Exactly what your lying panderer in chief predicted when he was running for office.

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World’s largest private coal company files for bankruptcy
By Tracy Rucinski and Tom Hals, Reuters Today at 12:36 p.m.
Peabody Energy Corp filed for U.S. bankruptcy protection on Wednesday after a sharp drop in coal prices left it unable to service debt of $10.1 billion, much of it incurred for an expansion into Australia.

The Chapter 11 bankruptcy filing from Peabody, the world’s biggest private-sector coal producer, ranks among the largest in the commodities sector since energy and metal prices began to fall in mid-2014 as once fast-growing markets such as China and Brazil started to slow.

Unlike most large corporate bankruptcies, Peabody’s filing did not sketch out a plan for cutting debt, although it said it expected its mines to continue to operate as usual.

Peabody estimated its assets at $11.0 billion and liabilities at $10.1 billion as of the end of 2015, according to court documents.

The St. Louis-based company said its planned sale of mines in New Mexico and Colorado had fallen through and that its Australian operations were excluded from the bankruptcy filing.

Peabody has secured $800 million in debtor-in-possession financing from both secured and unsecured creditors, including a $500 million term loan, $200 million bonding accommodation facility and a letter of credit worth $100 million, it said.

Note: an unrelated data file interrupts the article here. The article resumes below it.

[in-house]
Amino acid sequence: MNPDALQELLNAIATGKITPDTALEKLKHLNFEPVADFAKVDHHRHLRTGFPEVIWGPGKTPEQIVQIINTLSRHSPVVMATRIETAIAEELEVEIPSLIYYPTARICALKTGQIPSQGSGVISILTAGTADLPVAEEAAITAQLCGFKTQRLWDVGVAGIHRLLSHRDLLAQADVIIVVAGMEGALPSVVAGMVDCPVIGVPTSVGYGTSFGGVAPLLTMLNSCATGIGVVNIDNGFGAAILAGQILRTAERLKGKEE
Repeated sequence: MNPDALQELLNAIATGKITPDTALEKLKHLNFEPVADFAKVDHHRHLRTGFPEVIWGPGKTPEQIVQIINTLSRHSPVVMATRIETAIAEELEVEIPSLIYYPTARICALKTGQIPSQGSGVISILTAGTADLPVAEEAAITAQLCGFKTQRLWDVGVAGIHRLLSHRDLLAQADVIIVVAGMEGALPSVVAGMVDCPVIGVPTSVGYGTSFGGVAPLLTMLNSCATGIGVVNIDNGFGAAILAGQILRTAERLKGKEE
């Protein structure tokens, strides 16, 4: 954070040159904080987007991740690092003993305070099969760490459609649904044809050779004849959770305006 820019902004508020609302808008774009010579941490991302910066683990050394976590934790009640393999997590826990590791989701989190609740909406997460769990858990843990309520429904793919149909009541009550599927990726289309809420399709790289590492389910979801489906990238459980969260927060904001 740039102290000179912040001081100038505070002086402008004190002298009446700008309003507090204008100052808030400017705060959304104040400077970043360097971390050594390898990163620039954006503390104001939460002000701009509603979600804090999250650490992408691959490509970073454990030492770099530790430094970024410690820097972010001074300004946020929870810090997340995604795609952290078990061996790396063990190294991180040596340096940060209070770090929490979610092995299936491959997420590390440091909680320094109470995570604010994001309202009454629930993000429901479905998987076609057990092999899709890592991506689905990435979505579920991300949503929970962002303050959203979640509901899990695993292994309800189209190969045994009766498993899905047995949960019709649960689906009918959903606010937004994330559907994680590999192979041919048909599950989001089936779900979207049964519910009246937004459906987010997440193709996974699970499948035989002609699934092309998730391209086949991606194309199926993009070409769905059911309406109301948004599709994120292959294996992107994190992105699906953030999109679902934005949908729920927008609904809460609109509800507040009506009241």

“This process enables us to strengthen liquidity and reduce debt, build upon the significant operational achievements we’ve made in recent years and lay the foundation for long-term stability and success in the future,” Peabody Chief Executive Officer Glenn Kellow said in a statement.

Shares of Peabody, which closed at $2.07 on Tuesday, were halted on Wednesday.

Debt troubles for Peabody date back to its $5.1 billion leveraged buyout of Macarthur Coal in 2011, just when prices peaked for the metallurgical coal that the Australian company supplies to Asian steel mills.

As demand for metallurgical coal fell, particularly in China, Peabody’s financial woes intensified. The company took a $700 million writedown on its Australian metallurgical coal assets last year.

At home, the U.S. shale boom of the past few years made natural gas competitive with thermal coal, and the Obama administration’s environmental regulations raised operational costs.

“2016 will probably go down as the worst year in history for U.S. coal,” JPMorgan said in an analyst note to clients on Tuesday. U.S. production declined 31 percent in the first quarter from a year earlier, although stockpiles still remain high, the note said.

Producers accounting for about 45 percent of U.S. coal output have filed for bankruptcy in the current industry downturn, based on 2014 government figures.

Peabody reached an agreement with New York Attorney General Eric Schneiderman in November to amend its disclosures to warn investors that concerns about the environmental impact of coal consumption could have a significant impact on demand for its products.

While coal use has stalled globally, largely because of China’s economic slowdown and efforts to protect domestic miners and rein in rampant pollution, most analysts expect consumption to remain stable or rise in the future.

Some 500 coal-fired power stations are under construction. Eighty percent of them are in the Asia-Pacific region, where consumption is still growing in emerging markets as well as developed economies such as Japan and South Korea.

The case is in the U.S. Bankruptcy Court for the Eastern District of Missouri, St. Louis, case number 16-42529.

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